Published: 25th February 2022
Order banned only hijabs and saffron shawls: Bengaluru college allows Sikh turban on campus
The college also contacted the girl’s father who responded with an email explaining the importance and sacredness of the turban as the girl is an Amritdhari (baptised) Sikh
With the ongoing hijab controversy, Muslim students at a PU college in Bengaluru questioned the decision to allow turbans in classes, but not hijabs. To avoid any issues, the college held discussions with students to intimate them on the details of the Karnataka High Court interim order.
Girls at Mount Carmel PU College had been regularly coming to college with their hijabs and removing them before entering classrooms. “There were no issues with the interim order, there are around 300 Muslim students in college and we have a separate room for them to change. However, the question of why turbans are not ordered to be removed, was raised by a few girls,” said Babitha Saldanha, college principal.
According to Saldanha, the issue was raised repeatedly after the college opened on February 14, and again on Tuesday when Deputy Director of Pre-University Education (DDPUE), Bengaluru North, G K Sriram, visited the college for a routine check.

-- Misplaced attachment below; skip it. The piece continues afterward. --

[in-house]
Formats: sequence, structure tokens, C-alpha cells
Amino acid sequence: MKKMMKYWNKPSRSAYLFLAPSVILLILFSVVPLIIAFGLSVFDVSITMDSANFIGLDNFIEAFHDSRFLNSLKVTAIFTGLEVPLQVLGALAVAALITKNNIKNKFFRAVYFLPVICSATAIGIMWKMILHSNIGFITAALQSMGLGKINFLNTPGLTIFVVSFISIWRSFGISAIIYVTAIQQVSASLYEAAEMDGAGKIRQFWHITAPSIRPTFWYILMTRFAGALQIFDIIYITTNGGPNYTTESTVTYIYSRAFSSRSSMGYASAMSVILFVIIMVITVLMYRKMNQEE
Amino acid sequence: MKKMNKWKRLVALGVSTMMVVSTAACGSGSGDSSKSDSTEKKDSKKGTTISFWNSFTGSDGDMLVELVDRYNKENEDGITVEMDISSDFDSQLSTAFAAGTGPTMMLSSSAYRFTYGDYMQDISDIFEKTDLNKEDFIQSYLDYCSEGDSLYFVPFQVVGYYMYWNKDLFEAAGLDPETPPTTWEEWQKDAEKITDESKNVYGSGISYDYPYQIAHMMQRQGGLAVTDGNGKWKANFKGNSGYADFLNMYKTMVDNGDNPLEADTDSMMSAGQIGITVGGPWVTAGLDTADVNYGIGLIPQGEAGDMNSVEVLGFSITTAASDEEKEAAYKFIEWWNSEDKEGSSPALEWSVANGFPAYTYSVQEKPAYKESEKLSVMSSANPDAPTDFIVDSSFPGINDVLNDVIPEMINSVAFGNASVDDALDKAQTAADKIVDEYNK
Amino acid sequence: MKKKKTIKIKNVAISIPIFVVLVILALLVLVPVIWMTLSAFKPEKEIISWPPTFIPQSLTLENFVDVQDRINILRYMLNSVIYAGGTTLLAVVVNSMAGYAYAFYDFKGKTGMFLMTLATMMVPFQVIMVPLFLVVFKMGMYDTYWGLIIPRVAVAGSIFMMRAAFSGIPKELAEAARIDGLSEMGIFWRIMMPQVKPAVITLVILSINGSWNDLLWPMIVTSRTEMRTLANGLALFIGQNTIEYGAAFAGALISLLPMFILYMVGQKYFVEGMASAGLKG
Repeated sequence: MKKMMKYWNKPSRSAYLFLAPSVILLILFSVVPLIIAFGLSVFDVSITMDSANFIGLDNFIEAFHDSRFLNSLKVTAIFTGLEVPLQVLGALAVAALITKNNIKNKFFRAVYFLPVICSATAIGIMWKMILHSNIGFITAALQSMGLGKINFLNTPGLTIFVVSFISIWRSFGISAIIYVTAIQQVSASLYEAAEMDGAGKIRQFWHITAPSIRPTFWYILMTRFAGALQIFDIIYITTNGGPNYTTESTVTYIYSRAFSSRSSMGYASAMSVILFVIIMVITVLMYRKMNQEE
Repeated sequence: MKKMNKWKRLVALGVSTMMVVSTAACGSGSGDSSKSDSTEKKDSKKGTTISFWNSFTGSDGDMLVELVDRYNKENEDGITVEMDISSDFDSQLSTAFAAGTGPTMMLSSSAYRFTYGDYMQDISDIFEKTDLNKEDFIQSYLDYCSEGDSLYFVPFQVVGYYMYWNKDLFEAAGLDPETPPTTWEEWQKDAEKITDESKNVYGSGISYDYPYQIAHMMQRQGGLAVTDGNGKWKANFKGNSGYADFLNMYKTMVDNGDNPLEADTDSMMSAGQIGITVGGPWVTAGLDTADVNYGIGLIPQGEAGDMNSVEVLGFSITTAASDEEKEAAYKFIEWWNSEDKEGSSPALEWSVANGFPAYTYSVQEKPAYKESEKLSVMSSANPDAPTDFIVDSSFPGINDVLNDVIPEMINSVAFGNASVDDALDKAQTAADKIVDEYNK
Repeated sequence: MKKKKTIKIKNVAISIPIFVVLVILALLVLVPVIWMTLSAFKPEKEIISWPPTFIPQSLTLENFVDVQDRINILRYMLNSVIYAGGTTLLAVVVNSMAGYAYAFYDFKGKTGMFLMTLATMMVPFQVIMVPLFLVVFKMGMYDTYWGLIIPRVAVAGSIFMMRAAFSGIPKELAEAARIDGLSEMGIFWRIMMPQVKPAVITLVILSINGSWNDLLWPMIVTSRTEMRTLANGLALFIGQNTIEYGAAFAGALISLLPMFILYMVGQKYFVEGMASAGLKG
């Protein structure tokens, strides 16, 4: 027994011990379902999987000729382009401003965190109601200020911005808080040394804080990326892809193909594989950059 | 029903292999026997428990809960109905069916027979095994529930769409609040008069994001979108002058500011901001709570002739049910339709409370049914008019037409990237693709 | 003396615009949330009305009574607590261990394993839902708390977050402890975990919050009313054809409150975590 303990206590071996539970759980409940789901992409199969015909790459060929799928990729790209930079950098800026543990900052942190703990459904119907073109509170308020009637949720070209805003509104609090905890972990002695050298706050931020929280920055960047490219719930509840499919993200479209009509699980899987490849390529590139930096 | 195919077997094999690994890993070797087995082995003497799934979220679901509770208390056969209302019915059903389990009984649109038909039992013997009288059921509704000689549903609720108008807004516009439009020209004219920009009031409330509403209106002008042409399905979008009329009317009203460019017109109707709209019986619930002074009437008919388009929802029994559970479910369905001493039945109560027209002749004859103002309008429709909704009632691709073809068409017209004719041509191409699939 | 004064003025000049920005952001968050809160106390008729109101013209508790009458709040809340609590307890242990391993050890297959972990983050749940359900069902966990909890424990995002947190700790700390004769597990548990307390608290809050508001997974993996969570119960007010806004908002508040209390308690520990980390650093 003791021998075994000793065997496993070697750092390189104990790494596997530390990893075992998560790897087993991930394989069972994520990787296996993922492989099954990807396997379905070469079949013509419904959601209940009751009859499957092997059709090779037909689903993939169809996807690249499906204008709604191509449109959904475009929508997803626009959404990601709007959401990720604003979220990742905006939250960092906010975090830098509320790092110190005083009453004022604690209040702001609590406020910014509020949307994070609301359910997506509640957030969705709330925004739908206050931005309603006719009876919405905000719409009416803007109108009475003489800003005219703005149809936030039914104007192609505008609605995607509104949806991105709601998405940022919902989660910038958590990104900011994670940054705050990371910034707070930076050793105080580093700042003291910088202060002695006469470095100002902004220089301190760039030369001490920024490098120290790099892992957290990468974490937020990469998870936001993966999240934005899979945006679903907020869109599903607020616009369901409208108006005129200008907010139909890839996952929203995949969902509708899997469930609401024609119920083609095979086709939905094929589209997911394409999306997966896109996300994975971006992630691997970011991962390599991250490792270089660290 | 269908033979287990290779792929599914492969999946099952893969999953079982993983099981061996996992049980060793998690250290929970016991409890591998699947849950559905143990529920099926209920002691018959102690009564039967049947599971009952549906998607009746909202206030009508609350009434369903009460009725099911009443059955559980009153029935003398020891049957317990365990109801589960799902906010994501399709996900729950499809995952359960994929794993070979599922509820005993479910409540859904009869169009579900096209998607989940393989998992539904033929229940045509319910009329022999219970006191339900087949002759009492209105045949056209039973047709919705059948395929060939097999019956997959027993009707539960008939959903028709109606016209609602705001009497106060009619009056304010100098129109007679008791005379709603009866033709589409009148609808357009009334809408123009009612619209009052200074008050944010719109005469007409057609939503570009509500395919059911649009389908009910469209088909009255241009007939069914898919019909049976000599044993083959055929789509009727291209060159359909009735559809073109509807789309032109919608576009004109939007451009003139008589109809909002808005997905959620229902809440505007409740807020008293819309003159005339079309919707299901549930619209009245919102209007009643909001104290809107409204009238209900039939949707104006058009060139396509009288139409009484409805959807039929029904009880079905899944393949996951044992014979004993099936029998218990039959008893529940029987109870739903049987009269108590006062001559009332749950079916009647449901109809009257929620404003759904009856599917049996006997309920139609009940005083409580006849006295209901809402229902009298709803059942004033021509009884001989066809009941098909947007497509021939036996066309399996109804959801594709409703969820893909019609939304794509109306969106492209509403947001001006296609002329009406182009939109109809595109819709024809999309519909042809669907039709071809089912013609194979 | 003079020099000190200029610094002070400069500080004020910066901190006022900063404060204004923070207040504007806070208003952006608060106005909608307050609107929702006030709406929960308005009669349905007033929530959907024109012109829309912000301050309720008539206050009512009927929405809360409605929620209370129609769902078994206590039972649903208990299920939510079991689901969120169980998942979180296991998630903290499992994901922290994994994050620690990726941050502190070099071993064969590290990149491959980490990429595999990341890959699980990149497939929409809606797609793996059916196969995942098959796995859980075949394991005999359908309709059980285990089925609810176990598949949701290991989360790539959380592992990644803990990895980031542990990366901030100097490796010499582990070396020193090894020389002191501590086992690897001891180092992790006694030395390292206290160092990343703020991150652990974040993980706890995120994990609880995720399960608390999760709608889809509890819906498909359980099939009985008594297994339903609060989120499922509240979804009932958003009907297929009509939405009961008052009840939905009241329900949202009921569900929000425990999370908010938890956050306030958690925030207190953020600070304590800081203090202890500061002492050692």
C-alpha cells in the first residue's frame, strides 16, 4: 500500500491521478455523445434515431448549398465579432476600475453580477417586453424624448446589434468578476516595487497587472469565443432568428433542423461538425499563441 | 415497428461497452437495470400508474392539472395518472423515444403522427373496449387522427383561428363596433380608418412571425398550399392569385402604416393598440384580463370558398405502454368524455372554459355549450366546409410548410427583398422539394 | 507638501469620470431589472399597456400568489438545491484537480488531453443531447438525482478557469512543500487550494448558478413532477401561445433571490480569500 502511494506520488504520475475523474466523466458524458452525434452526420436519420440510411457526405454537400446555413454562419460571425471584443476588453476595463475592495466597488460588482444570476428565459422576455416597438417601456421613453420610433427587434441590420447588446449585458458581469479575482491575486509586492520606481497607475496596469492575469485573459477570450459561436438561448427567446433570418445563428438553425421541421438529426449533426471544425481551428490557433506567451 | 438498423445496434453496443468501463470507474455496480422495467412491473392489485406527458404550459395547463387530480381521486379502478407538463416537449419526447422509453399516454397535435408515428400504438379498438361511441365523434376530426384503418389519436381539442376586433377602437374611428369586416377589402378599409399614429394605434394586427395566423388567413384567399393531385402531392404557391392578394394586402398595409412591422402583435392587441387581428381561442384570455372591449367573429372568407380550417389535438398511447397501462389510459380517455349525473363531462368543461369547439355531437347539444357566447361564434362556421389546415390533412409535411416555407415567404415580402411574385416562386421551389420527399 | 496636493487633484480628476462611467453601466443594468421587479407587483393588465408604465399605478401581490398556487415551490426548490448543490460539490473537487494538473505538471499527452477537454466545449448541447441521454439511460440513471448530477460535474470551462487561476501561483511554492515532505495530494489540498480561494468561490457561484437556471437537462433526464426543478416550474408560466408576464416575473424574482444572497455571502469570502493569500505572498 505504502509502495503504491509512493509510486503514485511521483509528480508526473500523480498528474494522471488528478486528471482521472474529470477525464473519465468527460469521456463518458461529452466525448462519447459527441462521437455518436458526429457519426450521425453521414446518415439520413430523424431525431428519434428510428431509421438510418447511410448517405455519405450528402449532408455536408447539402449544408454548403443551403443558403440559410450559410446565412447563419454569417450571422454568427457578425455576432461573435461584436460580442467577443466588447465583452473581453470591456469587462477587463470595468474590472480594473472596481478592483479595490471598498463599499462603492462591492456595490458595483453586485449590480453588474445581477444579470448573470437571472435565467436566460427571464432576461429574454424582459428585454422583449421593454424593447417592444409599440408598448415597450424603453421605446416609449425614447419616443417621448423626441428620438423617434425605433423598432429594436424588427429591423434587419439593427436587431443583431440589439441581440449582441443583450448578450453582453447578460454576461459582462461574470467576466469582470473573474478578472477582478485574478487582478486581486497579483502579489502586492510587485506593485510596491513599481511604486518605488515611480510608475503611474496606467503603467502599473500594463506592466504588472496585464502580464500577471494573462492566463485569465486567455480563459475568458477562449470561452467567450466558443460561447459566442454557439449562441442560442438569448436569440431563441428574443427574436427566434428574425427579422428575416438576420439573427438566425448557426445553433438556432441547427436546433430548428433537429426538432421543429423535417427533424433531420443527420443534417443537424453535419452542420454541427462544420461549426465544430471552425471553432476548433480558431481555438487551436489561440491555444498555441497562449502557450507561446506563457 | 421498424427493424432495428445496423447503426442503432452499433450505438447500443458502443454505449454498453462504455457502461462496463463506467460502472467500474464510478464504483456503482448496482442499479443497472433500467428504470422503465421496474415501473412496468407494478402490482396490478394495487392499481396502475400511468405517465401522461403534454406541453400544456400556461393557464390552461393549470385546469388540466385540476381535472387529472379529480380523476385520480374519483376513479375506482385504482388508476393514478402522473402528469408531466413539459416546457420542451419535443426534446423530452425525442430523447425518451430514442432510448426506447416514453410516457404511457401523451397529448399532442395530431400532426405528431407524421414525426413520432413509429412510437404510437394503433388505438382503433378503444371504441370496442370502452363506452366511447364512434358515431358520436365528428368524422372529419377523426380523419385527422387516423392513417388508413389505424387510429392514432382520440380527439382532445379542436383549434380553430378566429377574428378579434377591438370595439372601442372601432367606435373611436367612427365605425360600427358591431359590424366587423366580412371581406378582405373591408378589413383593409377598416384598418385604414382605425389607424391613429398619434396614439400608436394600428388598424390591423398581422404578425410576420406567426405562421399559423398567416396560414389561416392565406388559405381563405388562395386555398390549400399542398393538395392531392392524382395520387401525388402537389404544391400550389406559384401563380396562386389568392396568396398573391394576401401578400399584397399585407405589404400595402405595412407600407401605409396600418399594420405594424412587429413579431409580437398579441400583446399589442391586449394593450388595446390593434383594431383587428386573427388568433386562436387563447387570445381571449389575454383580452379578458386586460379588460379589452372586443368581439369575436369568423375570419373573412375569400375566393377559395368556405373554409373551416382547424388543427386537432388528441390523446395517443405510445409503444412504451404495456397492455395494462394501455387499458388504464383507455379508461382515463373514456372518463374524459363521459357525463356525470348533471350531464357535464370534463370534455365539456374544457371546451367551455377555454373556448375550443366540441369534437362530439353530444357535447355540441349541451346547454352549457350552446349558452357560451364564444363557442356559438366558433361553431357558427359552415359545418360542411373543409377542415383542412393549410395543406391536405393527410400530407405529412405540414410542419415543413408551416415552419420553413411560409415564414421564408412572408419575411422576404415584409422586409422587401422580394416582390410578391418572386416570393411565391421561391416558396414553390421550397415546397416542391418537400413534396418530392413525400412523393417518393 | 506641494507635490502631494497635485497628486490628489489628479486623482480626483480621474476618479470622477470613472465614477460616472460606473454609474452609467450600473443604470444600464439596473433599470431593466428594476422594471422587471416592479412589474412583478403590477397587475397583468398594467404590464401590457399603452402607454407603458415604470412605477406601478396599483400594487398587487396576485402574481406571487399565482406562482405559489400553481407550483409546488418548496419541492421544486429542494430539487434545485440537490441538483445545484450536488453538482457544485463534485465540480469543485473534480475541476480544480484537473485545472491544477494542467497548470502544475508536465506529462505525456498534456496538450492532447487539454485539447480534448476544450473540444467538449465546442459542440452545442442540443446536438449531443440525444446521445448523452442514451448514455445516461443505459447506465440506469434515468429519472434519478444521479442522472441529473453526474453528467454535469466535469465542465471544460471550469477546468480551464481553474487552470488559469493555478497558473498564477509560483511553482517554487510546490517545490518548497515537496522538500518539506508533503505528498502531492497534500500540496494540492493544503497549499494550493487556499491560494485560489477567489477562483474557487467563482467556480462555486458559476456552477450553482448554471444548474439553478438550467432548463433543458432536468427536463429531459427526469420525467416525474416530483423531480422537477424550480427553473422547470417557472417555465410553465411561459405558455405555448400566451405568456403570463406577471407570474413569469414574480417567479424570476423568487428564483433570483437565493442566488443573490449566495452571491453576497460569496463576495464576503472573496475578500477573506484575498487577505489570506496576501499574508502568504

The college asked the Sikh girl about the viability of removing her turban to attend classes, according to Saldanha. After she stated that the turban was sacred and she had been baptised according to Sikh customs, the college did not push for its removal. The college as well as DDPUE highlighted that the interim order specified only hijabs and saffron shawls.
“It is a non-issue, and we told the girls the order specified only hijabs and saffron shawls,” the DDPUE told TNIE. The college also contacted the girl’s father who responded with an email explaining the importance and sacredness of the turban as the girl is an Amritdhari (baptised) Sikh. Saldanha said the Sikh girl was not prevented from entering class and allegations that the college had demanded the removal of turban were unfounded, and all interactions were cordial, open discussions.